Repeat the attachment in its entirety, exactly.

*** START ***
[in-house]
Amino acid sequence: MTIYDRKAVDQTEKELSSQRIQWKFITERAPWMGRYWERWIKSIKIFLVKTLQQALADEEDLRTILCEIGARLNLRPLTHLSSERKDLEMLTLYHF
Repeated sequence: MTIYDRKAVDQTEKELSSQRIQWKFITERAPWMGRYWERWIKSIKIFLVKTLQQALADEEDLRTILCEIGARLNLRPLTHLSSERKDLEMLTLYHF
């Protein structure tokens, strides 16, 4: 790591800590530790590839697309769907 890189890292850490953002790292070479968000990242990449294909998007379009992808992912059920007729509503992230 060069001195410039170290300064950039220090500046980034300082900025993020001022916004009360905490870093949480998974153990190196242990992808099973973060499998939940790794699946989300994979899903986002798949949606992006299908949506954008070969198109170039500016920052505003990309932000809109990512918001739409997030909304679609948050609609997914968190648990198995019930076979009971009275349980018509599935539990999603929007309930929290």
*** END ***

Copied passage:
[in-house]
Amino acid sequence: MTIYDRKAVDQTEKELSSQRIQWKFITERAPWMGRYWERWIKSIKIFLVKTLQQALADEEDLRTILCEIGARLNLRPLTHLSSERKDLEMLTLYHF
Repeated sequence: MTIYDRKAVDQTEKELSSQRIQWKFITERAPWMGRYWERWIKSIKIFLVKTLQQALADEEDLRTILCEIGARLNLRPLTHLSSERKDLEMLTLYHF
């Protein structure tokens, strides 16, 4: 790591800590530790590839697309769907 890189890292850490953002790292070479968000990242990449294909998007379009992808992912059920007729509503992230 060069001195410039170290300064950039220090500046980034300082900025993020001022916004009360905490870093949480998974153990190196242990992808099973973060499998939940790794699946989300994979899903986002798949949606992006299908949506954008070969198109170039500016920052505003990309932000809109990512918001739409997030909304679609948050609609997914968190648990198995019930076979009971009275349980018509599935539990999603929007309930929290």